Particularly pleasing was Robert Plant, who looked fit as a fiddle but, as Ben Ratliff pointed out in his fine Times review, had the good graces not to flounce about like Mic Jagger. Some Spin fact-checker just emailed me today to see if I really said that Plant represented the “cock as holy fool” (I did); now the cock has become wise, or at least seasoned. His vocal cords no longer as golden as of yore, Plant lowered his range without losing the spunk, and pulled off some particularly cool rockabilly shit during “Black Dog.” Always amusing in his stage patter, Plant name-dropped the Staples Singers and Blind Willie Johnson, and said, of Robertson Johnson’s “Terraplane Blues,” that “maybe Johnson got it from somewhere else, I’m sure he did, everybody nicks it.” Plant was no doubt just taking the piss, but I cannot restrain my inner Christian paranoid from asking: where exactly is this somewhere else? And who the hell is this Nick??
While the Zeppelin reunion show was indeed an invocation, what was really being invoked was not the devil but, well, the entertainment juggernaut that is Led Zeppelin. Market-wise, their live appearance was as well-timed as a bonfire on solstice: the band recently released their “new” Mothership collection, featuring barely a hair’s difference from their last new double-CD collection; there’s also a redux of the still-wack The Song Remains of Same. In October, the behemoths gave into the digital regime and agreed to offer up their catalog online—an agreement that brought them an increased royalty rate from their distributor Warner Music Group, who also negotiated to oversee their copyrights. (Sharks!) I just saw The Golden Compass, and was treated with a Verizon ad for Zeppelin downloads before the film—a movie that, now that I think of it, also features a airship beefed up with metallurgic technology. When I finally played the bootleg backwards, I distinctly heard the following during the awesome rendition of “Kashmir”: buyyy led seppelyn ringtonezz…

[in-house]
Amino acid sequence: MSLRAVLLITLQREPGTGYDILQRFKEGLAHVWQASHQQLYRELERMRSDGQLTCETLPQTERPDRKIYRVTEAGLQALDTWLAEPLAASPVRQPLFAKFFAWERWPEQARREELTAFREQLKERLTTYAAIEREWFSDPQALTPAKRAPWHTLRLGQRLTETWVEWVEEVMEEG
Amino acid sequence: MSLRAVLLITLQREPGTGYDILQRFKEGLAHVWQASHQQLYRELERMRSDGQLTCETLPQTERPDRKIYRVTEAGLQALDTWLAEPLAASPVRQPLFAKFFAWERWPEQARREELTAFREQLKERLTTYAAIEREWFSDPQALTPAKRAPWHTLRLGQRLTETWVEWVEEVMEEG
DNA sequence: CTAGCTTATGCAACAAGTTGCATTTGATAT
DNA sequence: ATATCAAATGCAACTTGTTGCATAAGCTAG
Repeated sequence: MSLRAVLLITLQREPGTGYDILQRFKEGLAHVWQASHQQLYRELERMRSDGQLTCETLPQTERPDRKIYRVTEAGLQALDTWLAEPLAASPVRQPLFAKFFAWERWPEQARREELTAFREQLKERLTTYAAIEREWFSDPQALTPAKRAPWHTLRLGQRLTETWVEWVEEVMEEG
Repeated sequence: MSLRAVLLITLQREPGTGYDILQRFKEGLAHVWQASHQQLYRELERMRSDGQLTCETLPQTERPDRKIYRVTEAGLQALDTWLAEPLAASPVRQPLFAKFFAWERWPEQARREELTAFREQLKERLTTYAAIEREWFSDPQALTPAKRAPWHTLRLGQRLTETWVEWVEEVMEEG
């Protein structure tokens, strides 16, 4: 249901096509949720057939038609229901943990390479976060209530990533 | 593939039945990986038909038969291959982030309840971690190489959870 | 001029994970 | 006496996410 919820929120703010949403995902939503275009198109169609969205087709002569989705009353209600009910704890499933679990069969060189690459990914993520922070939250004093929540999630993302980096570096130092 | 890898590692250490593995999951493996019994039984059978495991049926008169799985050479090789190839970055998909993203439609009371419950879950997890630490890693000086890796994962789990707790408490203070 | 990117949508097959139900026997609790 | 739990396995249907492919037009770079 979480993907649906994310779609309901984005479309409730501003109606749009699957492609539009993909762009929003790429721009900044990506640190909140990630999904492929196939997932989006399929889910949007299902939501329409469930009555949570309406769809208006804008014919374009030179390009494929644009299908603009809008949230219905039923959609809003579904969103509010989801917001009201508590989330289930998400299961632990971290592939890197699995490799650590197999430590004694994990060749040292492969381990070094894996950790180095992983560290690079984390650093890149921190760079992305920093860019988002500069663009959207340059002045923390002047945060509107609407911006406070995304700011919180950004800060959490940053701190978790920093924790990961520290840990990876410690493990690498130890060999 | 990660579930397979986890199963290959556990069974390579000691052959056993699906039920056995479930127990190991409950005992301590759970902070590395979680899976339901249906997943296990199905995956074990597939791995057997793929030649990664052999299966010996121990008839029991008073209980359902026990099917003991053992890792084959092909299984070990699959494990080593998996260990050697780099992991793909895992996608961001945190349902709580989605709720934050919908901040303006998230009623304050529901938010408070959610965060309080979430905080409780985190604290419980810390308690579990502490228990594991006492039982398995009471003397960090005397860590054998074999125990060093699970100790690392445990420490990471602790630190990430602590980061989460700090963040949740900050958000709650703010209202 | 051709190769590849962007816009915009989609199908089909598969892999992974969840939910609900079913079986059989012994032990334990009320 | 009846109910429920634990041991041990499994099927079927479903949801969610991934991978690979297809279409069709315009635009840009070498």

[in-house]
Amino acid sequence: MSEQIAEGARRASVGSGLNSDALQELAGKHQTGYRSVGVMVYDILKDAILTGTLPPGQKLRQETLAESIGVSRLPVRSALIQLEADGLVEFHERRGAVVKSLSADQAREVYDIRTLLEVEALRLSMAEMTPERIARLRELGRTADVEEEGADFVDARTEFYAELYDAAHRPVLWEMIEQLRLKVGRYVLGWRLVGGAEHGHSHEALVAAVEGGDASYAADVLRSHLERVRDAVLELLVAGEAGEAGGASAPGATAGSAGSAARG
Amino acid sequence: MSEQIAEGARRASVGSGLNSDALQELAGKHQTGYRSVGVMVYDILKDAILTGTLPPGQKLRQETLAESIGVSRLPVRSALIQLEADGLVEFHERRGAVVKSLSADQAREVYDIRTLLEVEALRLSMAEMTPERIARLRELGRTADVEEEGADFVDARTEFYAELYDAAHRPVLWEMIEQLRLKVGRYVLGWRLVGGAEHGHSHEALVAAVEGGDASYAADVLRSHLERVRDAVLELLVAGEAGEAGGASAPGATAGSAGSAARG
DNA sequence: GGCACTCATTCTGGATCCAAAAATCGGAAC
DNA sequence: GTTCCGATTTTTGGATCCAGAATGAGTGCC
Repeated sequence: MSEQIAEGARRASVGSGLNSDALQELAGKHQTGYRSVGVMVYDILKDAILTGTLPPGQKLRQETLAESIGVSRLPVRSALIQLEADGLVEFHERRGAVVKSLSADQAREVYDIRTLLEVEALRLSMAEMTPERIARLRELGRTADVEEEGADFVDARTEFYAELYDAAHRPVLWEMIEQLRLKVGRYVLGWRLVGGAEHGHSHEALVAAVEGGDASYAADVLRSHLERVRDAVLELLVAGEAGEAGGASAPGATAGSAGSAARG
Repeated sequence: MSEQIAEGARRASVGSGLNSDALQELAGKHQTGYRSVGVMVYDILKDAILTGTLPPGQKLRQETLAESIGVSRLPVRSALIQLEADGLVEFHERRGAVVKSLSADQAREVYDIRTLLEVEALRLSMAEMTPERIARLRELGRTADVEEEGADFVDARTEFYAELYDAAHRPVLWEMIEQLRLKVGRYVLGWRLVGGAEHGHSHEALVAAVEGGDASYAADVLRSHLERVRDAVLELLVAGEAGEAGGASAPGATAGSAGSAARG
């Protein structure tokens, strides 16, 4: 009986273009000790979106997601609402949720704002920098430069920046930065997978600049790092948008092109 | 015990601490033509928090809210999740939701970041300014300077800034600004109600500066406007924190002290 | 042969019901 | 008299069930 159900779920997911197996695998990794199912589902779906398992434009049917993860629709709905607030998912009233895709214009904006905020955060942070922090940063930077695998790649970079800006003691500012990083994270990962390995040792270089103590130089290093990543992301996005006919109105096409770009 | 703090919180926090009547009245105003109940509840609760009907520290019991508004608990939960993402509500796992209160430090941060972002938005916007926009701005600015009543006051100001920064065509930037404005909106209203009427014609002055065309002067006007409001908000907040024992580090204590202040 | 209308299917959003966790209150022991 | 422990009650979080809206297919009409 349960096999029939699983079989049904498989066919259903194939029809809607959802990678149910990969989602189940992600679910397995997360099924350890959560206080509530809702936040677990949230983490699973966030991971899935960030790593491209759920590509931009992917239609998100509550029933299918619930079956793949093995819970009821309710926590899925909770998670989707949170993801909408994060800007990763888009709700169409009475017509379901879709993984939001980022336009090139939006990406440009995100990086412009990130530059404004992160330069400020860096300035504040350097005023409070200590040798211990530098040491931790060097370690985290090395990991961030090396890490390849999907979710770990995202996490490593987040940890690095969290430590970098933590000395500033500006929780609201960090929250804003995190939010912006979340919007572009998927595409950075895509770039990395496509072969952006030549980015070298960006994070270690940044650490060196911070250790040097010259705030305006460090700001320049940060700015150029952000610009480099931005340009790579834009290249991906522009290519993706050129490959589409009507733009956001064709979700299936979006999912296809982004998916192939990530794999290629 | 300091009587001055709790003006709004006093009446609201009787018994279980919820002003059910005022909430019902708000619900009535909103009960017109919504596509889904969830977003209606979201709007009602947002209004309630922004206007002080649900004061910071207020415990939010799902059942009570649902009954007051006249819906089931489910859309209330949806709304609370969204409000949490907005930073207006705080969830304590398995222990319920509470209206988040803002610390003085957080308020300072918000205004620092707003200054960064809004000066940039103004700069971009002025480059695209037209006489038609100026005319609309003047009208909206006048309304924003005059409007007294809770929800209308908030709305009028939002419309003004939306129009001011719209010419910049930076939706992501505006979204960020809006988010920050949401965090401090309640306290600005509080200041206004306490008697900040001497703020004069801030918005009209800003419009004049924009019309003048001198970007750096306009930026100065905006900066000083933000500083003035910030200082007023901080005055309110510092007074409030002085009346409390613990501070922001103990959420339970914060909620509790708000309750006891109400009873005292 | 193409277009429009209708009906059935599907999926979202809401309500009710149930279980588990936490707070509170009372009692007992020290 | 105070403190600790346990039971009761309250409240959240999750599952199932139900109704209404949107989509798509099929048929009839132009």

On one level, Zeppelin’s appearance at the O2 Arena is just another spin of the hype wheel. But what moves this particular acolyte is how the band not so much fulfills the hype but overcomes the mechanics of it all through their incandescent power. Maybe I am just hopelessly ensorcelled, an addict since my 11-year-old self’s purchase of Led Zeppelin I. But when I listen to the show, and sense the massive ripples of Zeppomania radiating through the mediaverse, no doubt soon to fade until the inevitable tour is announced, I feel something more like a restoration of an old analog rite than a greedy digital remastering.
Some of my favorite stuff on the bootleg is the applause—some punter’s cry of ecstasy as they launch into “The Song Remains the Same,” the voices massed alongside the final verses of “Stairway to Heaven.” A stadium of brimming nervous systems, of memories and associations and imaginations stoked, all resonating, and resonating in a manner that is peculiar to this band and its mytho-magical dramaturgy, its marriage of empyrean and the pit, its evocation of inner forces and urge overkill. Feeding off this show at one remove, I was forced to recognize that I was still a believer, that live performance on a global stage can recall and retain something like majesty in our hypermediated age. Call it presence, if you will, or a piper’s call. I just know I wish I had been there.